Hispanic women warming to GOP in Texas

So says Politico, and it seems to be true. Certainly, Donald Trump made inroads among Hispanic voters in 2020 — both in Texas and elsewhere. And the GOP achieved further gains with this ethnic group in Texas elections held in 2021.

There are indications that Hispanic women are leading the charge. In Texas, according to Politico:

Hispanic women now serve as party chairs in the state’s four southernmost border counties, spanning a distance from Brownsville almost to Laredo — places where Trump made some of his biggest inroads with Latino voters.

A half-dozen of them are running for Congress across the state’s four House districts that border Mexico, including Monica De La Cruz, the GOP front-runner in one of Texas’ most competitive seats in the Rio Grande Valley.

One of these congressional candidates, Mayra Flores, says:

For so long, people here just never had Republicans knocking on their doors and calling them the way we did in 2020. The majority of us are women that did it then and are doing it now because we feel it’s our responsibility to keep the American Dream alive.

The part about the American Dream seems key to understanding why many Hispanics are warming to the GOP. That dream, widely derided as passé or a myth all along, still seems to resonate among Hispanics, many of whom migrated here hoping their children would enjoy it.

To the extent that Republicans are viewed as the party that believes in the American Dream and will fight to keep it alive with pro-growth policies and a commitment to rewarding hard work and entrepreneurship, that’s a plus in the eyes of many Hispanics.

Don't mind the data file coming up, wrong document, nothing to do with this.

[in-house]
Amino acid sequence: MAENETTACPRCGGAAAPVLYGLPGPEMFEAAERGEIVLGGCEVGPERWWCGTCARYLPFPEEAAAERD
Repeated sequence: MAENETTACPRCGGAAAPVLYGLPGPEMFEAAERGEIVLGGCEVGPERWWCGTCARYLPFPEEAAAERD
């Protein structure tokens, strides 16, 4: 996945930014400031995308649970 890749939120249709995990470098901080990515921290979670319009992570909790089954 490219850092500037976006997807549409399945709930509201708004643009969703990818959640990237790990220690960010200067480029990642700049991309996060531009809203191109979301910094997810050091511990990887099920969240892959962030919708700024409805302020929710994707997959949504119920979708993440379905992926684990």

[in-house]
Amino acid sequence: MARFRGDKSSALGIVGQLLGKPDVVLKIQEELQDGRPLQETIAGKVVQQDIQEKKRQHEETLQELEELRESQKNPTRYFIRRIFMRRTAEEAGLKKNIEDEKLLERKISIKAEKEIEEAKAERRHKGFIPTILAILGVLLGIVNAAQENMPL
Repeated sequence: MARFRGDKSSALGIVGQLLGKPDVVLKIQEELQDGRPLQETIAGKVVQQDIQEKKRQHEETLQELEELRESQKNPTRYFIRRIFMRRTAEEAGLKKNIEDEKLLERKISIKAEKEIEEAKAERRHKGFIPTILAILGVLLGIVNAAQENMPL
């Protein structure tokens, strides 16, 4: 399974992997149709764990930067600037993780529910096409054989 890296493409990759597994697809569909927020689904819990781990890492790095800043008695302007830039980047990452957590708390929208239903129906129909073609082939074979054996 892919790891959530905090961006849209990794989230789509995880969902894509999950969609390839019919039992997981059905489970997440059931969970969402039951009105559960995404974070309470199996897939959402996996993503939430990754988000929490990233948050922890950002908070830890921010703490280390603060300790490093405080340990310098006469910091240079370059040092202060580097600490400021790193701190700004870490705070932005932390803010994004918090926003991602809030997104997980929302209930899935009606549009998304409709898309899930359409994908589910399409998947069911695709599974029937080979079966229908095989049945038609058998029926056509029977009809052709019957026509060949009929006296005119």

There are other pluses, as well. Flores’ switch from Democrat to Republican was fueled by her views on religion, abortion, and border security.

In addition, according to Politico, many Texas Hispanics believe their husbands, family members, neighbors, and friends who are Border Patrol agents or are in law enforcement have been unfairly villainized by Democrats. Which, of course, they have been. In addition, there’s concern that Democrats are hostile to the oil and gas industry, which provides many good-paying jobs in Texas. And they worry that the left is forgetting family values and the value of work.

Some of these matters are pretty specific to Texas. They have less applicability to California, for example, and little to New York. Thus, if one looks at national polling numbers, the movement of Hispanics from Democrat to Republican appears real, but rather small.

In my view, the states in which the Hispanic vote is likely to be most consequential this year are Nevada and Arizona. In both states, the GOP has a chance to defeat vulnerable Senate Democrats, and its ability to do so might determine which party controls the Senate. In both states, Hispanics will have a lot to say about whether the GOP succeeds.

The Texas model isn’t a perfect fit for Nevada and Arizona. However, it seems more applicable to these states than do the California and New York models.

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